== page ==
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#48040 - 02/02/05 04:20 AM Water heater queries
IanR Offline
Member
Registered: 12/06/04
Posts: 326
Loc: Palm Bay FL USA
This may be a dumb question, but I'll ask anyway.
I've noticed that most residential electric water heaters are rated at 4500W, so why are all of the branch cicuits that I have seen for them 30A @240V? Being that they are just resistive heating elements there is no inrush current that I know of. Just seems overkill running a 7200W circuit for a 4500W load. Comments?
Ian
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#48041 - 02/02/05 04:27 AM Re: Water heater queries
iwire Offline
Moderator
Registered: 01/05/03
Posts: 4343
Loc: North Attleboro, MA USA
Quote:
422.13 Storage-Type Water Heaters.
A branch circuit supplying a fixed storage-type water heater that has a capacity of 450 L (120 gal) or less shall have a rating not less than 125 percent of the nameplate rating of the water heater.


4500 / 240 = 18.75 x 1.25 = 23.4 amps.

This puts you into a 10 awg, you could use a 25 amp breaker but most just use a 30 amp breaker.
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Bob Badger
Construction & Maintenance Electrician
Massachusetts
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#48042 - 02/02/05 04:32 AM Re: Water heater queries
IanR Offline
Member
Registered: 12/06/04
Posts: 326
Loc: Palm Bay FL USA
Thanks Iwire. Figured there was a code requirement, any idea of the logic behind that rule though?
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#48043 - 02/02/05 12:25 PM Re: Water heater queries
pdh Offline
Member
Registered: 01/20/05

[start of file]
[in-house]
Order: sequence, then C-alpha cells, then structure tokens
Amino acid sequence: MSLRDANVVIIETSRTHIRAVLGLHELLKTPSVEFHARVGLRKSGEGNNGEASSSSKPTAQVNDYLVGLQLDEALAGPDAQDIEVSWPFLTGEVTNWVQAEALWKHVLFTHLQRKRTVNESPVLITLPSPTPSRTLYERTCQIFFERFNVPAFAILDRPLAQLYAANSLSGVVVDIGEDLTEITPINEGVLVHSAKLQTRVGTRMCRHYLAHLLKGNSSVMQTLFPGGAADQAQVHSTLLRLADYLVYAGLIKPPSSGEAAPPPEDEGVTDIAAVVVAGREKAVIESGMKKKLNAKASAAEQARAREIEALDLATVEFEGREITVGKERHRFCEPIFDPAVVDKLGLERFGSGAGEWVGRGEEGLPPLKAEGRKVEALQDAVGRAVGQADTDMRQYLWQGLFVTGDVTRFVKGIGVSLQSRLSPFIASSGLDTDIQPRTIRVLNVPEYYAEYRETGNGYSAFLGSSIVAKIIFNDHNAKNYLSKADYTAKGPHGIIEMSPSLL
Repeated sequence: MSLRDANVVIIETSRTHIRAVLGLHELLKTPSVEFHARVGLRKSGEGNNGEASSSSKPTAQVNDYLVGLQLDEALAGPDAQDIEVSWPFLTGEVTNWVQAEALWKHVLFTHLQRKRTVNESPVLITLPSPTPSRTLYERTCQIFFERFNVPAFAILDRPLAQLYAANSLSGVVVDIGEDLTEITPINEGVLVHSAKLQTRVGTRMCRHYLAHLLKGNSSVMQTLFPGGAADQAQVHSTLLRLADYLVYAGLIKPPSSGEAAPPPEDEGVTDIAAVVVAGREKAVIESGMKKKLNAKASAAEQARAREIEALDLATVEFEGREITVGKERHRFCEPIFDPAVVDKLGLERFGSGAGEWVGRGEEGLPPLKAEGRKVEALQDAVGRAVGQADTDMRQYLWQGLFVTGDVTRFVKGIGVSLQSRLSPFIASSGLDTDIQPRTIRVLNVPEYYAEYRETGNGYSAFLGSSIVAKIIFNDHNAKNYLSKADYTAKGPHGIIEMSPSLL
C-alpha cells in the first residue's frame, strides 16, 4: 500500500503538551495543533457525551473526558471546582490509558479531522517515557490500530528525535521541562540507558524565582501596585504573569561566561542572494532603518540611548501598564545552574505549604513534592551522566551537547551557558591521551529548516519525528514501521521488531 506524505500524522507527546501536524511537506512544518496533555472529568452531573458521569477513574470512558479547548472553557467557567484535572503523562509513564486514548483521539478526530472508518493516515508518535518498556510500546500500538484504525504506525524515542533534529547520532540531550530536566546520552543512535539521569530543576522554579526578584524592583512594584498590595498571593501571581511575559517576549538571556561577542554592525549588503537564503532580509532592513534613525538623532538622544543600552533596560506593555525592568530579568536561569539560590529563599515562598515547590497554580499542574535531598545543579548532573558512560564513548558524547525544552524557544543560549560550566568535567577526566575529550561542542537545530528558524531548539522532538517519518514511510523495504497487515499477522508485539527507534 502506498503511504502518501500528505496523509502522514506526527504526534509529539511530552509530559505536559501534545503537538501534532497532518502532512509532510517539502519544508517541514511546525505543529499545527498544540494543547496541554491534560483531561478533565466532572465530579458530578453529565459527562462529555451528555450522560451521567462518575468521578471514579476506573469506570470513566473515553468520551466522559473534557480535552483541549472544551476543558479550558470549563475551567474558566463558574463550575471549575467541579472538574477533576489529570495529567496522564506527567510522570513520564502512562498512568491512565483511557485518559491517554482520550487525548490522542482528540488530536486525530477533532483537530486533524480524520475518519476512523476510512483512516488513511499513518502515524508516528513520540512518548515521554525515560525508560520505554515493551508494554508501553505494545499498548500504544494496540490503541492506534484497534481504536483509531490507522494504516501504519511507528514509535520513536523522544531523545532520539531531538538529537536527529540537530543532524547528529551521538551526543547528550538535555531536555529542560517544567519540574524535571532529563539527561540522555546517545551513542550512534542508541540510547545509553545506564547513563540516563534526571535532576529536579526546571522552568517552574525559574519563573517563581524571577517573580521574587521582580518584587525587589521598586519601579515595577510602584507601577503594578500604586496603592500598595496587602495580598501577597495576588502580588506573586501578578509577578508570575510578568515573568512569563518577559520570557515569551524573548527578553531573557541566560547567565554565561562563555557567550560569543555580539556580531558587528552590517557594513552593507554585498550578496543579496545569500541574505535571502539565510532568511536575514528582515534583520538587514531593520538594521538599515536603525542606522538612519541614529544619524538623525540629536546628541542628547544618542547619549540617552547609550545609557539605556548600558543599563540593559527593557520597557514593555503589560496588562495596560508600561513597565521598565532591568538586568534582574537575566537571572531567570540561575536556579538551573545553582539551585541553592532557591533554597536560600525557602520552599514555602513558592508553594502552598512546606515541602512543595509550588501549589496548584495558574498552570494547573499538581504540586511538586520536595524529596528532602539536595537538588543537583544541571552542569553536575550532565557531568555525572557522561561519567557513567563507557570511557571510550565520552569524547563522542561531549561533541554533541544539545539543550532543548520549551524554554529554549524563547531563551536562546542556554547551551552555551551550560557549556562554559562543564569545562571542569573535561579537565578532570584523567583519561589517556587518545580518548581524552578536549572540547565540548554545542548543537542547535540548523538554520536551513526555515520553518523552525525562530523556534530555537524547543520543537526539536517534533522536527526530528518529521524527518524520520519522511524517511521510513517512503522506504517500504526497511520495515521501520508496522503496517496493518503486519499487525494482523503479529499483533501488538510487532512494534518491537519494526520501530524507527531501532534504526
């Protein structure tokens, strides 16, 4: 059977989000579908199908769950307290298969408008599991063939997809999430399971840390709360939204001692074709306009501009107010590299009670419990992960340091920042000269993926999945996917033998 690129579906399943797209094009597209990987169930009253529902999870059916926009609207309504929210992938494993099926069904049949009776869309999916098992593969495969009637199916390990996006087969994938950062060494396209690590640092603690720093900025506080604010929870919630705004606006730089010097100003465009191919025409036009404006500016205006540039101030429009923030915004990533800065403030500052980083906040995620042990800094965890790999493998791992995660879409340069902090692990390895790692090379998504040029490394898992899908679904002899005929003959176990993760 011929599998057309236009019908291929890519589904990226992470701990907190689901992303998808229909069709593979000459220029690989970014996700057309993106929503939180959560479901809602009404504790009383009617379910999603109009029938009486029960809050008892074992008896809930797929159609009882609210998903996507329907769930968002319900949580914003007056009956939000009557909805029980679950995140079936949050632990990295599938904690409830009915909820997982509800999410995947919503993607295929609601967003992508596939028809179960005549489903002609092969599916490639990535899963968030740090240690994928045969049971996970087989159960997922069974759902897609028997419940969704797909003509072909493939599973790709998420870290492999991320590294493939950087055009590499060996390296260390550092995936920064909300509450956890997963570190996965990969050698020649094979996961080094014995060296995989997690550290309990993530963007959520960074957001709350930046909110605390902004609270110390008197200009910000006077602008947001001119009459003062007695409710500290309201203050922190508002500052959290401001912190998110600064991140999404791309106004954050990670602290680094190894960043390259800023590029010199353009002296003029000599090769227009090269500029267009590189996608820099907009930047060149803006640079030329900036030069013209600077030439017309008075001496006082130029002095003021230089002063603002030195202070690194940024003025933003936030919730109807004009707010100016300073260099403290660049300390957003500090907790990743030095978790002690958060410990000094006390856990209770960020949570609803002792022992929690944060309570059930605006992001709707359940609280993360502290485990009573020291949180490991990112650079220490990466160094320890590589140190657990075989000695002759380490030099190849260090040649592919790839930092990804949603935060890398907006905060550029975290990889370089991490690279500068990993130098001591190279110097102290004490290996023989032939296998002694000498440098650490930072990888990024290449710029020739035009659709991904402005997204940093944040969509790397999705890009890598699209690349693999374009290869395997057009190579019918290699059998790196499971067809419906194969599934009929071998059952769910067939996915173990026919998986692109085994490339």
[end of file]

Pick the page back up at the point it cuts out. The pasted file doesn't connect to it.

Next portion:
Posts: 354
Consider that there may be as much as 5% (or even more) variability in manufacturing tolerance, as well as 5% variability in your supply voltage. If the element is exactly 4500 watts and the voltage is exactly 240 then your have 18.75 amps (1.25x = 23.4375). Now let's raise the voltage by 5% (252 volts). The same resistance (12.8 ohms, not accounting for change due to heating) gives you 19.6875 amps (1.25x = 24.609375). Then if the element itself is 5% lower in resistance (12.16 ohms) you'd have 19.7368421 amps at 240 volts (1.25x = 24.671052625) and at 252 volts you'd have 20.7236842 amps (1.25x = 25.90460525). You may need that 30 amp breaker. And even the breakers themselves have some variability (why the trip curves have some width to them).
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#48044 - 02/02/05 12:58 PM Re: Water heater queries
IanR Offline
Member
Registered: 12/06/04
Posts: 326
Loc: Palm Bay FL USA
Good points
Thanks
Ian
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#48045 - 02/07/05 03:46 AM Re: Water heater queries
Steve Miller Offline
Member
Registered: 08/30/01
Posts: 322
Loc: Loudoun Cty, VA
The last one I did the AHJ required a 25A breaker. We put in a disconnect with 25a fuse and he was happy. Breaker is still 30.
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#48046 - 02/07/05 07:12 AM Re: Water heater queries
winnie Offline
Member
Registered: 09/15/03
Posts: 652
Loc: boston, ma
Another factor to consider is that most circuit breakers are only rated continuous operation at 80% of their trip rating.

-Jon
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#48047 - 02/07/05 03:04 PM Re: Water heater queries
PCBelarge Offline
Member
Registered: 06/08/03
Posts: 657
Loc: Dobbs Ferry, NY, USA
Jon
That is an interesting statement, as the '05 NEC now states that 120 gal water heaters 422.13, are considered as "continuous duty".

Pierre
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Pierre Belarge
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